Snow has arrived. Mel enters, half frozen, thin coat, covered with snow. She laments why anyone would live in Sheboygan, and Dan tells her it is because she isn’t a true Cheesehead (which means accepting all things Wisconsin). He and the cast convince her to do so in I Am a Cheesehead.

We see Mel’s relationship progressing with Bobby, or more to the point, not progressing. Bobby is a fun-loving guy, but isn’t much into commitments. Mel asks Natalie for advice, but she doesn’t have much to offer except to say Bobby has always been that way, and that men in Wisconsin are generally…like men elsewhere, but more-so (The Boys from Sheboygan). Mel figures out that Natalie is secretly in love with Bobby and decides to do something about it.

With things looking so rough, Dan, Doc, and Gizmo make the trip to the convenience store (Fingers Crossed, #3).
Christmas Day, Mel brings Bobby to the factory and blindfolds him, in Open Your Eyes, she introduces him by way of touch to the true love of his life, Natalie.

Thursday sends one final message in Hi Nathan, #4, entreating their departed patron to send some luck their way.
New Year’s Even finds them at the factory, waiting on a phone call which will decide their fate. Doc breaks out a special variety of Swiss cheese, but before they try it, Mel receives the phone and they listen in on expectantly – their hard work has been of no use, they are being shut down. Mel acknowledges that gas prices have gone down, but Dan realizes it is time for the lotto and Gizmo fires up his smart phone so they can watch the results online. They are soon stunned to learn they have won! (Dollar for Daring, Reprise). Each person is ready to cash in and go for their ‘what ifs’, when Thursday speaks for the first time, and pleads with them to take their winnings and invest it in buying the factory and making Doc’s new cheese.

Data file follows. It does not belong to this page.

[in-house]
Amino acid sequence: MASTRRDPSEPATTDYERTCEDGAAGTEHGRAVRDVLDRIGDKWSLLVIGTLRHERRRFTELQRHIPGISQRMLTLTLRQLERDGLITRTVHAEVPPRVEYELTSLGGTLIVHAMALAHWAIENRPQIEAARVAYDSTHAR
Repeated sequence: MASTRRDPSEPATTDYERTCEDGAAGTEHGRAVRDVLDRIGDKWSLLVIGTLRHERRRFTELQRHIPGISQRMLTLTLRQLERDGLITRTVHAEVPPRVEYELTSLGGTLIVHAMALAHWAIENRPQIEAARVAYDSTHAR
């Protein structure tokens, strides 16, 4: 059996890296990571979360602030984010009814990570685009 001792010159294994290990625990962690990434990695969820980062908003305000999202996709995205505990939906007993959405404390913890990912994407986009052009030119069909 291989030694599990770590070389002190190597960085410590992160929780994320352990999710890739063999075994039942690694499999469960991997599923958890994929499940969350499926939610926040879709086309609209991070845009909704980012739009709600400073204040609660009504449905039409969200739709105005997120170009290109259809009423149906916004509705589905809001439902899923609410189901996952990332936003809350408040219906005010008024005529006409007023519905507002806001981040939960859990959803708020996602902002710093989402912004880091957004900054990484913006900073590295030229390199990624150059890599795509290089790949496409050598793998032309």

Everyone, even Gizmo, decides to come aboard and they head for a future that they know won’t necessarily as easy or ‘cushy’ as it could have been, but it will be Something Right.



GIZMO – A worker on the evening shift obsessed with electronics of all sorts.

DAN – The old guard on the production line and supervisor. Gregarious, welcoming, and the organizer of the lotto purchases.

DOC MUENSTER – The head cheese culturist of the factory. Works mostly in the back room and makes occasional appearances. Always trying to perfect the perfect cheese and resents Bob always keeping him on task to focus on production.

BOBBY – Young man with who left Sheboygan as a football star and came back ‘searching’.

NATALIE – Our librarian who hasn’t let her hair down yet. She is very nerdy and shy, stays on task, always has her hair under a hat or scarf – has ALWAYS had a crush on Bobby.

– Young man who doesn’t speak.

MELANIE – A corporate process specialist, brought in to trim the fat and make things more efficient.



(song #1) At Least We’re Employed

(song #2) Hi Nathan #1
(song #3) Working On The Line
(song #4) A Dollar For Daring To Dream
(song #5) Average American

(song #6) Do You Wanna Have Fun
(song #7) Fingers Crossed #1

(song #8) Hi Nathan #2
(song #9) One Voice Duet
(song #9A) Cheese Is Art
(song #10) The Conglomerated Way
(song #11) Gotta Getta Gadget
(song #12) Fingers Crossed #2


(song #13) Hi Nathan #3
(song #14A) Cheeseheads – part 1
(song #14b) Cheeseheads – (underscore)
(song #14c) Cheeseheads – part 3
(song #15) Conglomerated Way (Thursday Reprise)
(song #16) The Boys of Sheboygan
(song #17) Fingers Crossed – #3
(song #18) Open Your Eyes

(song #19) Hi Nathan #4
(song #20) Dollar For Daring (Reprise)
(song #21) Something Right


Milwaukee Journal Sentinel

Cheeseheads Rule the World

Mike Fischer – July 23, 2010
(Excerpted from the 3-show seasonal review.)

In the current recession, our primal fears of yore have been replaced by a visceral fear of losing our jobs, while the stories we tell involve an insistence that we really do still matter in a seemingly indifferent world.

Cue the theme music for “Cheeseheads, the Musical,” which is back after last summer’s auspicious debut. It rounds out AFT’s three-play summer season.

Set in late 2008, “Cheeseheads” features the mythical Schnaybel Famous Cheese Co., a family-run operation from Sheboygan that has been sold to Conglomerated Cheese after the death of the Schnaybel patriarch.

With the arrival of Melanie (Rhode), a hotshot executive from Conglomerated sent in to raise productivity, the salad days seem gone forever, as the idiosyncrasies of the Schnaybel workforce yield to the ruthless efficiencies of a Conglomerated assembly line.